There are plenty of stations near Glasgow Green… Dalmarnock: nearest station with a lift and ‘shared use’ path behind it towards river (Clyde Walkway). Queen St: just along George St to High St then downhill. Glasgow Central: along to Buchanan St then up to Queen St or down towards river. High St: on the route but no lift – go down hill to Green. Bridgeton: also close, no lift but has ‘shared use’ pavement from the back of Bridgeton Cross to the Green.

I live quite near Glasgow Green so I just rode there on the day. I met my group at the People’s Palace quite early on the Sunday morning. However, hundreds of riders had already started and there were hundreds more riding around the Green.

The start

Once it gets closer to your start time, everyone with that slot will funnel between the lines of tape that snake towards the start line. It’s a bit like a supersized version of the queueing system at the post office. The riders leave in ‘waves’/large groups with probably a few hundred in each. It’s quite ‘stop-start’ but moves fairly quickly. Once you get from the grass to the straight bit of the path there’s music and an MC trying to encourage you and tell you who’s up next. Before too long your time slot will get a countdown and you set off. It’s slow at first but once you’re through the McLellan arch onto Saltmarket it opens out and there’s more space.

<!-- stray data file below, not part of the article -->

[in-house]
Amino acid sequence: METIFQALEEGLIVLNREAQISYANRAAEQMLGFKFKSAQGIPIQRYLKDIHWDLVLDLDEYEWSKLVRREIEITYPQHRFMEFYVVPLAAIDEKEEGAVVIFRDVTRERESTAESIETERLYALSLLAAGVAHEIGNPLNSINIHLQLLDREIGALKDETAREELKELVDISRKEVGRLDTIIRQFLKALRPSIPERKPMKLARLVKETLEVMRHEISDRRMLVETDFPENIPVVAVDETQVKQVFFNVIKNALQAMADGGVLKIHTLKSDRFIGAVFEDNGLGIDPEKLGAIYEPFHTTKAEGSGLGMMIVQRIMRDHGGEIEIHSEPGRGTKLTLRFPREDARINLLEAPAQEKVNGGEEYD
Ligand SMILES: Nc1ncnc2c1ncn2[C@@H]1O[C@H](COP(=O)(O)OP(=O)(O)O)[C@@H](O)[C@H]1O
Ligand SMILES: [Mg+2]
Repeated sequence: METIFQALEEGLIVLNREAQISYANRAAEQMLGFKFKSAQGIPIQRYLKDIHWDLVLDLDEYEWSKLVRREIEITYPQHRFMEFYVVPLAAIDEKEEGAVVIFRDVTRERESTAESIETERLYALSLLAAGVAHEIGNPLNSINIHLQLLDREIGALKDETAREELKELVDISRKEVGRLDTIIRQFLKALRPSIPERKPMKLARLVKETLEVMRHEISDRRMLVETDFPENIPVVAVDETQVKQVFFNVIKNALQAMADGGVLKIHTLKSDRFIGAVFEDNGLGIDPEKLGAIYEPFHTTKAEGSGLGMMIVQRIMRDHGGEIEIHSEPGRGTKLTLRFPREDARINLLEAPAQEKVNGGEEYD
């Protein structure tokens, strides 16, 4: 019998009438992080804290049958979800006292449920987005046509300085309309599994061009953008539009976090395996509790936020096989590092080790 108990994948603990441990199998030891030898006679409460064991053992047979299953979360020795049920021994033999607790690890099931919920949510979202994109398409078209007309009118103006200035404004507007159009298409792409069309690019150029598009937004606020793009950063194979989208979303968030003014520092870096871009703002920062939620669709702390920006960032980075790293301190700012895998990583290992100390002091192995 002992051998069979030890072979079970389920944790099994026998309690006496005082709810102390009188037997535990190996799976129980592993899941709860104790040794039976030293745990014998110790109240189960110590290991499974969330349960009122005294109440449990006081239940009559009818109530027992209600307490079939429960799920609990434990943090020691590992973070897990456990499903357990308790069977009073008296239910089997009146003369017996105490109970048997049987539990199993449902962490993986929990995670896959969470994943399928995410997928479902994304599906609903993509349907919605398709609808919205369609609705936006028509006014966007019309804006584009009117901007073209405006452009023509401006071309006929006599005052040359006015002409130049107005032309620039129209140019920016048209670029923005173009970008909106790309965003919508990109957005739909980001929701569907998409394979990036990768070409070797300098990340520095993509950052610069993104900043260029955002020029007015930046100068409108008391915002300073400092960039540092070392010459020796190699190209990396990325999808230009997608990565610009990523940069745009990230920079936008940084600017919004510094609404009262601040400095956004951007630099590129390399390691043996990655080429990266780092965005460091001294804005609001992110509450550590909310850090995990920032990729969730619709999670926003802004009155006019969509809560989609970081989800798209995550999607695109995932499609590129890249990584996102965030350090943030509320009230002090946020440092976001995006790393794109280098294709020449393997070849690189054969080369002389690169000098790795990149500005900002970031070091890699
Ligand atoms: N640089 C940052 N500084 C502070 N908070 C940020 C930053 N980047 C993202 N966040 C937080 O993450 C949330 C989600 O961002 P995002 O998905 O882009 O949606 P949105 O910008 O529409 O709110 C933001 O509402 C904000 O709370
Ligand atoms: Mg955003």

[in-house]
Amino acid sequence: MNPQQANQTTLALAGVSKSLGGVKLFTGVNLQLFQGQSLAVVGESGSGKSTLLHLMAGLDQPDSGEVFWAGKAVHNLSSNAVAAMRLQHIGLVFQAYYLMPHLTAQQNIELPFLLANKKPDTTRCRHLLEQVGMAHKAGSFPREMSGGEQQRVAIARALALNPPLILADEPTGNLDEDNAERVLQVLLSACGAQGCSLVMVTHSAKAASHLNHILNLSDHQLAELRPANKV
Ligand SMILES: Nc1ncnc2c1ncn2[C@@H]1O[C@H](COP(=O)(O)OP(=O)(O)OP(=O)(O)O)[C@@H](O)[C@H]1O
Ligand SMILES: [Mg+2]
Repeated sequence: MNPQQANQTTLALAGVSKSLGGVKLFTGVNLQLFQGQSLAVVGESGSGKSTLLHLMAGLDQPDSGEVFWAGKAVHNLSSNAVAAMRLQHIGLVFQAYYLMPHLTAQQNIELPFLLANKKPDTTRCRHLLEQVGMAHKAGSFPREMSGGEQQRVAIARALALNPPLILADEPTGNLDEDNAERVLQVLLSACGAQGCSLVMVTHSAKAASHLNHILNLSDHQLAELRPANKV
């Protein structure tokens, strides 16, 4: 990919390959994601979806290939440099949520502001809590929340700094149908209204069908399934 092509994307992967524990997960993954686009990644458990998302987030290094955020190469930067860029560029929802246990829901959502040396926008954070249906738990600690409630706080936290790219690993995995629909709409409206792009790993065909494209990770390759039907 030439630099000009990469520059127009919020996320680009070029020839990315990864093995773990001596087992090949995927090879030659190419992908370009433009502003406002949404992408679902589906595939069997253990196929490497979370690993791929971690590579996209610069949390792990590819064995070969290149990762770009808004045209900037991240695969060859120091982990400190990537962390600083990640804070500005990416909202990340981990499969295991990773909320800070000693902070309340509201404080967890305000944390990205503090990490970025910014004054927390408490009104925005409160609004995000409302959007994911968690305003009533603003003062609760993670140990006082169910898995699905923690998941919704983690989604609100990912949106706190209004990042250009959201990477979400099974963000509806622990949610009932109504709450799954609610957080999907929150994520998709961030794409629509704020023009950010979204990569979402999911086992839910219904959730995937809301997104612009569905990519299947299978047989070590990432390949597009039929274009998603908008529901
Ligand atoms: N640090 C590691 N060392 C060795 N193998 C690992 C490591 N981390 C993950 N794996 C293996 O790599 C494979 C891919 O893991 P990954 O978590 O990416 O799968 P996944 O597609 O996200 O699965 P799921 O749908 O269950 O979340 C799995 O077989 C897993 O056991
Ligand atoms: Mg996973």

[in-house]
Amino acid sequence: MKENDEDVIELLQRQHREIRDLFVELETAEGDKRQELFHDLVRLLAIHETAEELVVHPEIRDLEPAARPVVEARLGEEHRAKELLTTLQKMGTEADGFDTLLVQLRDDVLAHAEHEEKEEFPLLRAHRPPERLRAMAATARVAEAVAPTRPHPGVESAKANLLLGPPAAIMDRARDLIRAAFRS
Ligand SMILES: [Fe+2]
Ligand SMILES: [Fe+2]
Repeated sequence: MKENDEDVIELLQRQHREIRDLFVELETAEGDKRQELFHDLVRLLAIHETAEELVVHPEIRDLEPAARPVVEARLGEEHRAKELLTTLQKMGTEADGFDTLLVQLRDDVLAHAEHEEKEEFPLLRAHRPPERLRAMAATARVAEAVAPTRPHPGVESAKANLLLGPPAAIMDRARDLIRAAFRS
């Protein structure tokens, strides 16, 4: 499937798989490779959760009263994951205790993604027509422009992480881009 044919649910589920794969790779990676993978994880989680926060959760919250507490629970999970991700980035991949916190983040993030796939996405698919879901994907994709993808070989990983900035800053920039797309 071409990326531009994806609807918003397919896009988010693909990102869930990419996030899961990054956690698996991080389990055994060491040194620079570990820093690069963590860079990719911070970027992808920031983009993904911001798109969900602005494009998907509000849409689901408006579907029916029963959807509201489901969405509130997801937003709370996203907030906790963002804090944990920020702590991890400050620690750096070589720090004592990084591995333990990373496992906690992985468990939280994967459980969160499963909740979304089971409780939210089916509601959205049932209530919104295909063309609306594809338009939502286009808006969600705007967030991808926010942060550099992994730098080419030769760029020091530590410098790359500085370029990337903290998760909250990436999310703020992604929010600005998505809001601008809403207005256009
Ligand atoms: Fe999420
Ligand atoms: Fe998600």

Glasgow High St traffic sign
View uphill at High St before the event

The rest of my group asked me to join with them at their start time. However, I stayed with my original time slot just after 8AM. I realised afterwards that I maybe could’ve gone at the earlier time – one person out of hundreds wouldn’t make much difference. It meant I was on my own at the start up the High St and through the East End. I had to go a bit quicker than I’d wanted to catch everyone else up at the first rest stop.

On the road